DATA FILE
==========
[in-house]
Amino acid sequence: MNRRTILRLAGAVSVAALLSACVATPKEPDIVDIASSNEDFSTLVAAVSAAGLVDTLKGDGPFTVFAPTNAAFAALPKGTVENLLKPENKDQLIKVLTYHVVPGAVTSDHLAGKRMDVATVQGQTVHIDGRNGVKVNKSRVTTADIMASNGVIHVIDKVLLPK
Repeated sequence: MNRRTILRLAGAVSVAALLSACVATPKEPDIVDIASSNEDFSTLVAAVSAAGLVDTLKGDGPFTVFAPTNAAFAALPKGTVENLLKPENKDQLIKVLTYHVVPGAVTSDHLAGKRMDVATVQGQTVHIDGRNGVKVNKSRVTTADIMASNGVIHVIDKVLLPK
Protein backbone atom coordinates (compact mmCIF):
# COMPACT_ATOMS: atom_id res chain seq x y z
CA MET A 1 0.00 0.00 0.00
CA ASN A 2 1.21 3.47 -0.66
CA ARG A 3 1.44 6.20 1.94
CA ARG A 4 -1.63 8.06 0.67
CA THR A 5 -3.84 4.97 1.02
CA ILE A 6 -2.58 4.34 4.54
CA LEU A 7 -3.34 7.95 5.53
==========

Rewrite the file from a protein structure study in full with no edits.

[in-house]
Amino acid sequence: MNRRTILRLAGAVSVAALLSACVATPKEPDIVDIASSNEDFSTLVAAVSAAGLVDTLKGDGPFTVFAPTNAAFAALPKGTVENLLKPENKDQLIKVLTYHVVPGAVTSDHLAGKRMDVATVQGQTVHIDGRNGVKVNKSRVTTADIMASNGVIHVIDKVLLPK
Repeated sequence: MNRRTILRLAGAVSVAALLSACVATPKEPDIVDIASSNEDFSTLVAAVSAAGLVDTLKGDGPFTVFAPTNAAFAALPKGTVENLLKPENKDQLIKVLTYHVVPGAVTSDHLAGKRMDVATVQGQTVHIDGRNGVKVNKSRVTTADIMASNGVIHVIDKVLLPK
Protein backbone atom coordinates (compact mmCIF):
# COMPACT_ATOMS: atom_id res chain seq x y z
CA MET A 1 0.00 0.00 0.00
CA ASN A 2 1.21 3.47 -0.66
CA ARG A 3 1.44 6.20 1.94
CA ARG A 4 -1.63 8.06 0.67
CA THR A 5 -3.84 4.97 1.02
CA ILE A 6 -2.58 4.34 4.54
CA LEU A 7 -3.34 7.95 5.53